In-toeing is a relatively common condition in infants and young children. In many cases, the cause of in-toeing is a congenital condition called Metatarsus Adductus, where the bones in the foot are turned inwards. In-toeing in babies can also be caused by other conditions, such as internal tibial torsion or femoral anteversion, which are related to the alignment of the leg bones. It usually resolves on its own as the child grows and develops. However, in some cases, in-toeing can be severe and may require treatment such as physical therapy, corrective shoes, or casting.
I just recently learned that disorders of the lower leg are not uncommon in children after Lilly woke up from her afternoon nap with both her feet curved inward instead of pointing straight ahead.
And even though she showed no signs of pain or distress, the panic-stricken me couldn’t wait one more second. The news from the doctor was pleasant but very unexpected.
Honestly, I expected to hear that Lilly had a serious problem and that an X-ray would be our immediate next step before commencing the treatment.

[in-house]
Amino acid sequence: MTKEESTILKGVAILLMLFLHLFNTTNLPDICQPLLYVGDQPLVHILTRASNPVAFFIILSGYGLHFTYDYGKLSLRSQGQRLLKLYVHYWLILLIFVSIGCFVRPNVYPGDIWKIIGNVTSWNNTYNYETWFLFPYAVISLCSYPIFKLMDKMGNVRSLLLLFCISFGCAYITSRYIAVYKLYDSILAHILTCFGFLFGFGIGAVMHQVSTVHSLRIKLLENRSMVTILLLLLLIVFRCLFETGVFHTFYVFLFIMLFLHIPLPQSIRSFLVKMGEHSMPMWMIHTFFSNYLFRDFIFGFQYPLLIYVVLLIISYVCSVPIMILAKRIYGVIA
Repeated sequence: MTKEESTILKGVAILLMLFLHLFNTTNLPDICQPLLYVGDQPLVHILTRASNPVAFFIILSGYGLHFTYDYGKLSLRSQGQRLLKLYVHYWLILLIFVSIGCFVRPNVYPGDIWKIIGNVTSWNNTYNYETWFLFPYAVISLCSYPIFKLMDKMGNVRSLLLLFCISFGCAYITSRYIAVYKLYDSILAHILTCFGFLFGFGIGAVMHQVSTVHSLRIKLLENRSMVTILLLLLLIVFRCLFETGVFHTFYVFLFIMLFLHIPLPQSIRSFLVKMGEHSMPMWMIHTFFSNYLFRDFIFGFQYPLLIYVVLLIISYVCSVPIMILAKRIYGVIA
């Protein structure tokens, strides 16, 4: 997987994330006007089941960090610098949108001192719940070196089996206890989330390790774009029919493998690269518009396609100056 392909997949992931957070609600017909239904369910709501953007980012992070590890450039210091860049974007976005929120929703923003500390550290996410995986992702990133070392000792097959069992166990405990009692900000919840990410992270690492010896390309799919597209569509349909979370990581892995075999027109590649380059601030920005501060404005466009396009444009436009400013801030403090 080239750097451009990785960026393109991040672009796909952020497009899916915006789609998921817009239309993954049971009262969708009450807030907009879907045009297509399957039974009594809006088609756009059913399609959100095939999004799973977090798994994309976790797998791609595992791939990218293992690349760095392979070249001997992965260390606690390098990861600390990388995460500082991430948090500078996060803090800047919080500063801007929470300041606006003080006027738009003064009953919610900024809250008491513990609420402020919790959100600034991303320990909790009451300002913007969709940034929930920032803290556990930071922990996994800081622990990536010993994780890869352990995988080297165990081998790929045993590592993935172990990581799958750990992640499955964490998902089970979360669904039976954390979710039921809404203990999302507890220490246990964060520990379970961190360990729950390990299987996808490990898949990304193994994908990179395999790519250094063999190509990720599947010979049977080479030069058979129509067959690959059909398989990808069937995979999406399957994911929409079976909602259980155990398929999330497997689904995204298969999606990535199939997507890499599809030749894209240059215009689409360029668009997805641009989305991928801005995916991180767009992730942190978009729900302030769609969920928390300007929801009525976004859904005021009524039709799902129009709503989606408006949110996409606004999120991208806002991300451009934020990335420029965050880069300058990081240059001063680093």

But hearing the words that her condition, commonly known as in-toeing, is common and normal in growing children was equally a shocker.
According to the AAFP, in-toeing is one of the most common complaints from caregivers, coaches, and teachers about the appearance of the lower extremities in children.
Parents usually notice in-toeing when their child begins to walk; however, they may also notice it at various stages of development.
Table of Contents
Causes of in-toeing in babies
Intoeing, also known as “pigeon-toeing,” can be caused by a variety of factors, including:
1. Metatarsus Adductus
Also known as “hooked it skew foot,” metatarsus adductus is a congenital foot deformity where the bones in the front part of the foot are turned inward, causing the foot to curve like a crescent moon.
According to the AAFP, this condition may occur at birth or during the first few months of a child’s life.
It usually resolves on its own by age four but, in some cases, may require treatment such as stretching exercises or casting.
2. Internal tibial torsion
This condition is a twisting of the shin bone, where the lower leg bone (tibia) is twisted, causing the foot to turn inwards.
The AAOS says that the internal tibial torsion condition usually resolves on its own by the age of 7, but some cases may require treatments that may include surgery.
3. Femoral anteversion